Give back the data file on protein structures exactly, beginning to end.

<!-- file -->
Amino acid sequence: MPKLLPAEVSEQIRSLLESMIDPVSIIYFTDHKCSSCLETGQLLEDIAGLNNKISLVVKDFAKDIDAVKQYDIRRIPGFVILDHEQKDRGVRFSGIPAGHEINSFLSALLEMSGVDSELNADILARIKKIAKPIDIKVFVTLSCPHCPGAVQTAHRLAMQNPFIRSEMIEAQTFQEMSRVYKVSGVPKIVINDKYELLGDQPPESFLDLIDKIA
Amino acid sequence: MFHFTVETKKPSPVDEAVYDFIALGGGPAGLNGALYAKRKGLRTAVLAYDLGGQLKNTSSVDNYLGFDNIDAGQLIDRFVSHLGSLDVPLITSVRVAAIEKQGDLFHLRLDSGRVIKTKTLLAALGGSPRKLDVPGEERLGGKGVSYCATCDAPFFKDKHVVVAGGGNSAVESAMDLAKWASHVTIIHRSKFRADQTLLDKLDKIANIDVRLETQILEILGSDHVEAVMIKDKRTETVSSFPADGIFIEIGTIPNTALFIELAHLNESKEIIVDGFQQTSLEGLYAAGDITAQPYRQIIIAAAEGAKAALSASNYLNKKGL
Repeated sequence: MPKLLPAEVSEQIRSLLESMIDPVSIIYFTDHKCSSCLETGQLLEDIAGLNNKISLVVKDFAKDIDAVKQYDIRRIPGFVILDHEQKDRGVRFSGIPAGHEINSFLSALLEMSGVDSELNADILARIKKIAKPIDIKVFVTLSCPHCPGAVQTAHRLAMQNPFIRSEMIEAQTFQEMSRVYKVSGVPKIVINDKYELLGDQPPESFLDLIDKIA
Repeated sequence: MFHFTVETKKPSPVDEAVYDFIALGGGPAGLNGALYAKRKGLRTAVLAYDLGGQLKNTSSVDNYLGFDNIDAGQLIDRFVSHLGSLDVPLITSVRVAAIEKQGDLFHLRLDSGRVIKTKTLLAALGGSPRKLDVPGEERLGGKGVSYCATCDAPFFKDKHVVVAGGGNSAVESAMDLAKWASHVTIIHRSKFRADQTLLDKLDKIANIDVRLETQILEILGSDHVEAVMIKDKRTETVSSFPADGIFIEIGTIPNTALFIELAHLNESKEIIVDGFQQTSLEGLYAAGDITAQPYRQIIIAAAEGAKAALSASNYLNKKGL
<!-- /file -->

Amino acid sequence: MPKLLPAEVSEQIRSLLESMIDPVSIIYFTDHKCSSCLETGQLLEDIAGLNNKISLVVKDFAKDIDAVKQYDIRRIPGFVILDHEQKDRGVRFSGIPAGHEINSFLSALLEMSGVDSELNADILARIKKIAKPIDIKVFVTLSCPHCPGAVQTAHRLAMQNPFIRSEMIEAQTFQEMSRVYKVSGVPKIVINDKYELLGDQPPESFLDLIDKIA
Amino acid sequence: MFHFTVETKKPSPVDEAVYDFIALGGGPAGLNGALYAKRKGLRTAVLAYDLGGQLKNTSSVDNYLGFDNIDAGQLIDRFVSHLGSLDVPLITSVRVAAIEKQGDLFHLRLDSGRVIKTKTLLAALGGSPRKLDVPGEERLGGKGVSYCATCDAPFFKDKHVVVAGGGNSAVESAMDLAKWASHVTIIHRSKFRADQTLLDKLDKIANIDVRLETQILEILGSDHVEAVMIKDKRTETVSSFPADGIFIEIGTIPNTALFIELAHLNESKEIIVDGFQQTSLEGLYAAGDITAQPYRQIIIAAAEGAKAALSASNYLNKKGL
Repeated sequence: MPKLLPAEVSEQIRSLLESMIDPVSIIYFTDHKCSSCLETGQLLEDIAGLNNKISLVVKDFAKDIDAVKQYDIRRIPGFVILDHEQKDRGVRFSGIPAGHEINSFLSALLEMSGVDSELNADILARIKKIAKPIDIKVFVTLSCPHCPGAVQTAHRLAMQNPFIRSEMIEAQTFQEMSRVYKVSGVPKIVINDKYELLGDQPPESFLDLIDKIA
Repeated sequence: MFHFTVETKKPSPVDEAVYDFIALGGGPAGLNGALYAKRKGLRTAVLAYDLGGQLKNTSSVDNYLGFDNIDAGQLIDRFVSHLGSLDVPLITSVRVAAIEKQGDLFHLRLDSGRVIKTKTLLAALGGSPRKLDVPGEERLGGKGVSYCATCDAPFFKDKHVVVAGGGNSAVESAMDLAKWASHVTIIHRSKFRADQTLLDKLDKIANIDVRLETQILEILGSDHVEAVMIKDKRTETVSSFPADGIFIEIGTIPNTALFIELAHLNESKEIIVDGFQQTSLEGLYAAGDITAQPYRQIIIAAAEGAKAALSASNYLNKKGL